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Sassafras brings jewelry and furnishings to Waimea

June 23, 2014 - 12:05am

A Waimea jewelry maker has partnered with a consignment shop to offer beautiful baubles and quality home furnishings.

The pairing of Sassafras Jewelry, owned by Elly Mercer, and Tammie Mulligan’s TLC Furnishings and Collectibles, seemed to address a need in the North Hawaii region, Mercer said, as evidenced by the shop’s opening day earlier this month.

“We sold out of furniture the first day,” Mercer said during a recent phone interview. “The community was really excited to see us open our doors. … Everything is high end, but it’s not high price.”

Community members had watched as Mercer and Mulligan transformed a storefront next to Hawaiian Style Cafe into the brightly lit shop, she said.

“They were curious as to what was going to be here,” Mercer said. “We’ve gotten great responses.”

Mercer’s jewelry line for Sassafras, called Sassy, features her Hawaii-inspired rings, pendants, earrings, bracelets and other jewelry in sterling silver and gold. Mercer learned goldsmithing from her father, Charles Cummings, who lives in Puuanahulu.

She had run her much smaller Sassafras store in Waimea for about four years, she said.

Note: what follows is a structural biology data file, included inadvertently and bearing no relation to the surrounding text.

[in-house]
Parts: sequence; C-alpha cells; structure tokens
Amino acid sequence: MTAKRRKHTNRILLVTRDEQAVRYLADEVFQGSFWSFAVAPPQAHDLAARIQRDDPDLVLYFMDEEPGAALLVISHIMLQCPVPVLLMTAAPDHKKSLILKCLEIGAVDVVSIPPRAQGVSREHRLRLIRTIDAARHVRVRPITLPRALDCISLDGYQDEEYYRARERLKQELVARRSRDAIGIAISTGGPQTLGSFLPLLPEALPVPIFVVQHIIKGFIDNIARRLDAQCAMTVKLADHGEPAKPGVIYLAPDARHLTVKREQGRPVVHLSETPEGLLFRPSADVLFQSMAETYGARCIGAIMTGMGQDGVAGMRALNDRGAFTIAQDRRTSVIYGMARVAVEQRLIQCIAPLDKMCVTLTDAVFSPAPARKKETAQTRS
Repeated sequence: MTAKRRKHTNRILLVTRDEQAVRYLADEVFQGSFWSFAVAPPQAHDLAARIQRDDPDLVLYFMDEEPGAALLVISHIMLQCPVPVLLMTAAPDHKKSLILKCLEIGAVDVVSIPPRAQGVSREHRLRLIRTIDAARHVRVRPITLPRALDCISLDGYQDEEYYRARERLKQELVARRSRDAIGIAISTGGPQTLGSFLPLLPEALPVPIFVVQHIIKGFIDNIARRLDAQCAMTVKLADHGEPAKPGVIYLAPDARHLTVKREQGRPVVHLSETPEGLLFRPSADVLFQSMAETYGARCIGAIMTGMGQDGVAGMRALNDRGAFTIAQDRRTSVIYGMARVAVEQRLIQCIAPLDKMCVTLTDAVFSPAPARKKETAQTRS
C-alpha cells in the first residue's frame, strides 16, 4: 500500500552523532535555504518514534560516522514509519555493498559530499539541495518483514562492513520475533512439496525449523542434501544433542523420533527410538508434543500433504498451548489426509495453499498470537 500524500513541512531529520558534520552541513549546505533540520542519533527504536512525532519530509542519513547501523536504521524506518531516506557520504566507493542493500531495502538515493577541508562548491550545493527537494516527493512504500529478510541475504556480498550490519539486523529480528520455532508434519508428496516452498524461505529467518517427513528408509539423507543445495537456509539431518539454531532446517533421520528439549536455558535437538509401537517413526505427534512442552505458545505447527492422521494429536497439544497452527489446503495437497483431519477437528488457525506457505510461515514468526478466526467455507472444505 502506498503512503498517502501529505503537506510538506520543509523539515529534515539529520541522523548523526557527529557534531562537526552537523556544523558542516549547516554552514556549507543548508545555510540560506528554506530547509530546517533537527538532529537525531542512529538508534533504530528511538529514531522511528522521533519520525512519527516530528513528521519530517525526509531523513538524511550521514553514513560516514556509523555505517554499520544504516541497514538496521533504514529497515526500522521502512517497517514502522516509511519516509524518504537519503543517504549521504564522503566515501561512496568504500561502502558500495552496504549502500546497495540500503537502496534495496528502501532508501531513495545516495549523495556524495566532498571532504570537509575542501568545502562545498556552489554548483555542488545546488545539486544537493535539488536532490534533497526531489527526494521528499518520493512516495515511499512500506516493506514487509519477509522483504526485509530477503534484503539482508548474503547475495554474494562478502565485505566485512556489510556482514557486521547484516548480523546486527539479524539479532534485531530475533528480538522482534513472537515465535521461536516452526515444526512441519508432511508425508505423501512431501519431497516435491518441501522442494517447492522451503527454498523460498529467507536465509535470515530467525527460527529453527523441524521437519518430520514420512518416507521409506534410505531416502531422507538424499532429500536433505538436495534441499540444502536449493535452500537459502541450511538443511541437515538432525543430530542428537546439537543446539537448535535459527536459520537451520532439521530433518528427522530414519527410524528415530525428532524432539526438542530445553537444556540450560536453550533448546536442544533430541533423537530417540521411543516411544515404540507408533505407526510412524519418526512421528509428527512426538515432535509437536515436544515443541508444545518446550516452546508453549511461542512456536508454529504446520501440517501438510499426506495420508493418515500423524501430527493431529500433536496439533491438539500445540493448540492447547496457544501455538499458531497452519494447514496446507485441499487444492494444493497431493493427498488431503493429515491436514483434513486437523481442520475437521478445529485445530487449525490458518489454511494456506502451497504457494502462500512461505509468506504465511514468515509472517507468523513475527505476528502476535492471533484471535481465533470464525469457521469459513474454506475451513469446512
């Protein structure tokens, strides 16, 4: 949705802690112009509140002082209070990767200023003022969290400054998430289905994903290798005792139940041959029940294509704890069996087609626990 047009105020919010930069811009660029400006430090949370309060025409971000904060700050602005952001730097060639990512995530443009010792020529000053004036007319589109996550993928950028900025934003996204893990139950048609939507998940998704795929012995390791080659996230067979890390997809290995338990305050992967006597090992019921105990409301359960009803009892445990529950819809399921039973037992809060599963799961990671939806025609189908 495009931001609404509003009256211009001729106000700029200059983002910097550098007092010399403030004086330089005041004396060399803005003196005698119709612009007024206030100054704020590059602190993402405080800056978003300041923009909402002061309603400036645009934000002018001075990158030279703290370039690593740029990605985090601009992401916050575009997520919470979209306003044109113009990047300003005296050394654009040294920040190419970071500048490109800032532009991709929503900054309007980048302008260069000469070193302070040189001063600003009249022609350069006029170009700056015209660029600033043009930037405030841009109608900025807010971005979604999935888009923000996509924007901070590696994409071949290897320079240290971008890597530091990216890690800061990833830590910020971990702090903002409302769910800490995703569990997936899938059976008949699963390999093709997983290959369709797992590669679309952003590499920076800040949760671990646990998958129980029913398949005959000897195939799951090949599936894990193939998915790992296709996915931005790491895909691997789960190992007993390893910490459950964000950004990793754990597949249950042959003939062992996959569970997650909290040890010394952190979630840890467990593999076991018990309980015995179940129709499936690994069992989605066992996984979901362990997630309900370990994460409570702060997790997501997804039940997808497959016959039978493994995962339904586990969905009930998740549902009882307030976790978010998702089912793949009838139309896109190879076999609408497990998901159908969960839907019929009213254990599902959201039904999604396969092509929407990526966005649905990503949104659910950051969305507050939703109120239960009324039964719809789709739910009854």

Her goal in selling the jewelry is to offer high-quality pieces at affordable prices. Many of the items feature peridot, the green stone from which the iconic green sand near South Point is eventually made. Each piece also tells a Hawaiian story, Mercer said, and people buying the items get a card to explain that tale.

She’s working to restock furniture in the shop. Items they carry include tables, chairs and end tables. They also offer a line of sheets, towels and other linens, items Mercer said are difficult to find in Waimea. Some of the furniture is new, other pieces are on consignment, she said.

“We have things you won’t find anywhere else,” she said, adding that when a store purchases directly from the artist, that can keep the price affordable.

In addition to those furnishings, customers can also find infrared photographs by Beverly Warns, Alex Kostenko’s original oil paintings, and Bryan Lowry’s lava prints on aluminum.

On Saturdays, Mercer will sell floral bouquets, in vases, that she arranges herself. The flowers will be purchased locally, she said.

Mercer went to school for interior design, then spent 12 years apprenticing with her father learning goldsmithing. The new store combines both those areas of study and interest well, she said.

“Most of my fun, creative outlets I turned into work,” she added.

Her mother, Peggy Peterson, has also helped with the store’s new line, Mercer said.

The store is open 9 a.m. to 5 p.m. Mondays through Fridays and 9 a.m. to 3 p.m. Saturdays. Mercer plans to have a grand opening celebration in September.

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